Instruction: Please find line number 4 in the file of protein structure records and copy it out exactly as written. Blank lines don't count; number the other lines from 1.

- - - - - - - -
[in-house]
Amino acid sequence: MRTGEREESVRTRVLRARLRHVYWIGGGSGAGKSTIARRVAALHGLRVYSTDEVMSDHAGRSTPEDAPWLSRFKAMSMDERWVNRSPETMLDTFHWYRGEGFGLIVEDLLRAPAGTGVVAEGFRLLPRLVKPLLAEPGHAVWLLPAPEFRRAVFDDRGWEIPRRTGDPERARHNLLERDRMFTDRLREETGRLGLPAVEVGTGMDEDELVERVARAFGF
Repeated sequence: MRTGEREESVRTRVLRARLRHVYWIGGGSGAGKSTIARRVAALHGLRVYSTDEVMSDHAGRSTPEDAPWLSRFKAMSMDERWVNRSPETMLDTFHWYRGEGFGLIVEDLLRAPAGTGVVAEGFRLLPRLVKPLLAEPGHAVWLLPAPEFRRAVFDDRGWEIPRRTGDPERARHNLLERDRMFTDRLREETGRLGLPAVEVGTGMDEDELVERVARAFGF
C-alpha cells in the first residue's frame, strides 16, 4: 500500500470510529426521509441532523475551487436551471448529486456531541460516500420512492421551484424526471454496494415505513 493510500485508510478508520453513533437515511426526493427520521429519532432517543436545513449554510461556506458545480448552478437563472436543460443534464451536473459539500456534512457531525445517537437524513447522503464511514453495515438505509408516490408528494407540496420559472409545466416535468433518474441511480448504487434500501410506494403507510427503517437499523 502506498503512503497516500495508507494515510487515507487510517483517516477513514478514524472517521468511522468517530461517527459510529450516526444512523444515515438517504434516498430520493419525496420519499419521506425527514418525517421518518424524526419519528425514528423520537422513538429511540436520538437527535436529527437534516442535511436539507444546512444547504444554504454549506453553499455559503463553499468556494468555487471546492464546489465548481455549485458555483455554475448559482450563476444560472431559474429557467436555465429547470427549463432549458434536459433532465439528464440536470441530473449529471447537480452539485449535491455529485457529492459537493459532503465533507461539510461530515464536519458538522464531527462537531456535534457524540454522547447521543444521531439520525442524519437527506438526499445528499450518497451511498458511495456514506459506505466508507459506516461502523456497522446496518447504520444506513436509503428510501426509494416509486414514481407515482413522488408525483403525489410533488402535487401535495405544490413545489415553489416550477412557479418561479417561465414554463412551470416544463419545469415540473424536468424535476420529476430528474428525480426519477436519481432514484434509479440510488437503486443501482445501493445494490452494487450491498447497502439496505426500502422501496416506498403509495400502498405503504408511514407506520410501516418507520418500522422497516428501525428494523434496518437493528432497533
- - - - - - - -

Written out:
C-alpha cells in the first residue's frame, strides 16, 4: 500500500470510529426521509441532523475551487436551471448529486456531541460516500420512492421551484424526471454496494415505513 493510500485508510478508520453513533437515511426526493427520521429519532432517543436545513449554510461556506458545480448552478437563472436543460443534464451536473459539500456534512457531525445517537437524513447522503464511514453495515438505509408516490408528494407540496420559472409545466416535468433518474441511480448504487434500501410506494403507510427503517437499523 502506498503512503497516500495508507494515510487515507487510517483517516477513514478514524472517521468511522468517530461517527459510529450516526444512523444515515438517504434516498430520493419525496420519499419521506425527514418525517421518518424524526419519528425514528423520537422513538429511540436520538437527535436529527437534516442535511436539507444546512444547504444554504454549506453553499455559503463553499468556494468555487471546492464546489465548481455549485458555483455554475448559482450563476444560472431559474429557467436555465429547470427549463432549458434536459433532465439528464440536470441530473449529471447537480452539485449535491455529485457529492459537493459532503465533507461539510461530515464536519458538522464531527462537531456535534457524540454522547447521543444521531439520525442524519437527506438526499445528499450518497451511498458511495456514506459506505466508507459506516461502523456497522446496518447504520444506513436509503428510501426509494416509486414514481407515482413522488408525483403525489410533488402535487401535495405544490413545489415553489416550477412557479418561479417561465414554463412551470416544463419545469415540473424536468424535476420529476430528474428525480426519477436519481432514484434509479440510488437503486443501482445501493445494490452494487450491498447497502439496505426500502422501496416506498403509495400502498405503504408511514407506520410501516418507520418500522422497516428501525428494523434496518437493528432497533